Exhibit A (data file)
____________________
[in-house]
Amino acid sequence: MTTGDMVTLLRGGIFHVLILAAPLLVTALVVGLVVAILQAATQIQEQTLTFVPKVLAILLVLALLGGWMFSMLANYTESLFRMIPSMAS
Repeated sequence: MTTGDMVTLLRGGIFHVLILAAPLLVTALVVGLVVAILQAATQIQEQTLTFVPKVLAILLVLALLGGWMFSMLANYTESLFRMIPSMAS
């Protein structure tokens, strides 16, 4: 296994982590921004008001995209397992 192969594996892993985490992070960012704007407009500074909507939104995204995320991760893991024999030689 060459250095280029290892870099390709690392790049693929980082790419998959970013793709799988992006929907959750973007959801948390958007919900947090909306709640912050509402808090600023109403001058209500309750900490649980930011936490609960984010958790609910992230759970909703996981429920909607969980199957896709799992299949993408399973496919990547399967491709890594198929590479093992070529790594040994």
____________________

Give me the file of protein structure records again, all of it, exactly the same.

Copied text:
[in-house]
Amino acid sequence: MTTGDMVTLLRGGIFHVLILAAPLLVTALVVGLVVAILQAATQIQEQTLTFVPKVLAILLVLALLGGWMFSMLANYTESLFRMIPSMAS
Repeated sequence: MTTGDMVTLLRGGIFHVLILAAPLLVTALVVGLVVAILQAATQIQEQTLTFVPKVLAILLVLALLGGWMFSMLANYTESLFRMIPSMAS
């Protein structure tokens, strides 16, 4: 296994982590921004008001995209397992 192969594996892993985490992070960012704007407009500074909507939104995204995320991760893991024999030689 060459250095280029290892870099390709690392790049693929980082790419998959970013793709799988992006929907959750973007959801948390958007919900947090909306709640912050509402808090600023109403001058209500309750900490649980930011936490609960984010958790609910992230759970909703996981429920909607969980199957896709799992299949993408399973496919990547399967491709890594198929590479093992070529790594040994």